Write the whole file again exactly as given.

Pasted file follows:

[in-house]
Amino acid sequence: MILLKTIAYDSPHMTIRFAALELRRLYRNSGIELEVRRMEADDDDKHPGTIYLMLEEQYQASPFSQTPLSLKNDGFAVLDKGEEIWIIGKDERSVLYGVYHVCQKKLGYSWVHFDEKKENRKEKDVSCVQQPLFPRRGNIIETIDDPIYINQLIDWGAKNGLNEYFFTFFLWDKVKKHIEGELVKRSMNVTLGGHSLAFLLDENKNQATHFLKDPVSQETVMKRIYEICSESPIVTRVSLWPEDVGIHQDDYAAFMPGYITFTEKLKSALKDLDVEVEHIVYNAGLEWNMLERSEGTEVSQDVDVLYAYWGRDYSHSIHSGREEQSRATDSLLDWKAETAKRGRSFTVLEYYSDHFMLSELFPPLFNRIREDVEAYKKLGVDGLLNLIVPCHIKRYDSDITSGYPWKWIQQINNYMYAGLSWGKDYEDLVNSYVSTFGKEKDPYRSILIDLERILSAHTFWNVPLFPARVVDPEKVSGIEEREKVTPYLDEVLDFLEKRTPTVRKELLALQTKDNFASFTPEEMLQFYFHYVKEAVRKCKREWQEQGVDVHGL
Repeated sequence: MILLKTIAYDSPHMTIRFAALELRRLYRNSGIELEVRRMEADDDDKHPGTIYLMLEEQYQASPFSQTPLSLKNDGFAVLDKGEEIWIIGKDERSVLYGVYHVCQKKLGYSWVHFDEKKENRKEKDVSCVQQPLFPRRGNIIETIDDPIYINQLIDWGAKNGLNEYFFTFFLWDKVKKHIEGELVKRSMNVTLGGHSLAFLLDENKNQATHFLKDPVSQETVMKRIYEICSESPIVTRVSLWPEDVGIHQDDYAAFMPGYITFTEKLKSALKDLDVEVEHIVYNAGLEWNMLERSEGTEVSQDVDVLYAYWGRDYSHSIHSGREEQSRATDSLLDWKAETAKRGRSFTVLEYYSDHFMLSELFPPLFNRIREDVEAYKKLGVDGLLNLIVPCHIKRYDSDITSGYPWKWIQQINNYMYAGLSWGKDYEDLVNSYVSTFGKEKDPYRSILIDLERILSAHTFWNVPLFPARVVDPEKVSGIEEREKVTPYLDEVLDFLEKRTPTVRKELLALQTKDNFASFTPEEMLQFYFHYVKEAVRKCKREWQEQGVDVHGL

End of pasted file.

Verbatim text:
[in-house]
Amino acid sequence: MILLKTIAYDSPHMTIRFAALELRRLYRNSGIELEVRRMEADDDDKHPGTIYLMLEEQYQASPFSQTPLSLKNDGFAVLDKGEEIWIIGKDERSVLYGVYHVCQKKLGYSWVHFDEKKENRKEKDVSCVQQPLFPRRGNIIETIDDPIYINQLIDWGAKNGLNEYFFTFFLWDKVKKHIEGELVKRSMNVTLGGHSLAFLLDENKNQATHFLKDPVSQETVMKRIYEICSESPIVTRVSLWPEDVGIHQDDYAAFMPGYITFTEKLKSALKDLDVEVEHIVYNAGLEWNMLERSEGTEVSQDVDVLYAYWGRDYSHSIHSGREEQSRATDSLLDWKAETAKRGRSFTVLEYYSDHFMLSELFPPLFNRIREDVEAYKKLGVDGLLNLIVPCHIKRYDSDITSGYPWKWIQQINNYMYAGLSWGKDYEDLVNSYVSTFGKEKDPYRSILIDLERILSAHTFWNVPLFPARVVDPEKVSGIEEREKVTPYLDEVLDFLEKRTPTVRKELLALQTKDNFASFTPEEMLQFYFHYVKEAVRKCKREWQEQGVDVHGL
Repeated sequence: MILLKTIAYDSPHMTIRFAALELRRLYRNSGIELEVRRMEADDDDKHPGTIYLMLEEQYQASPFSQTPLSLKNDGFAVLDKGEEIWIIGKDERSVLYGVYHVCQKKLGYSWVHFDEKKENRKEKDVSCVQQPLFPRRGNIIETIDDPIYINQLIDWGAKNGLNEYFFTFFLWDKVKKHIEGELVKRSMNVTLGGHSLAFLLDENKNQATHFLKDPVSQETVMKRIYEICSESPIVTRVSLWPEDVGIHQDDYAAFMPGYITFTEKLKSALKDLDVEVEHIVYNAGLEWNMLERSEGTEVSQDVDVLYAYWGRDYSHSIHSGREEQSRATDSLLDWKAETAKRGRSFTVLEYYSDHFMLSELFPPLFNRIREDVEAYKKLGVDGLLNLIVPCHIKRYDSDITSGYPWKWIQQINNYMYAGLSWGKDYEDLVNSYVSTFGKEKDPYRSILIDLERILSAHTFWNVPLFPARVVDPEKVSGIEEREKVTPYLDEVLDFLEKRTPTVRKELLALQTKDNFASFTPEEMLQFYFHYVKEAVRKCKREWQEQGVDVHGL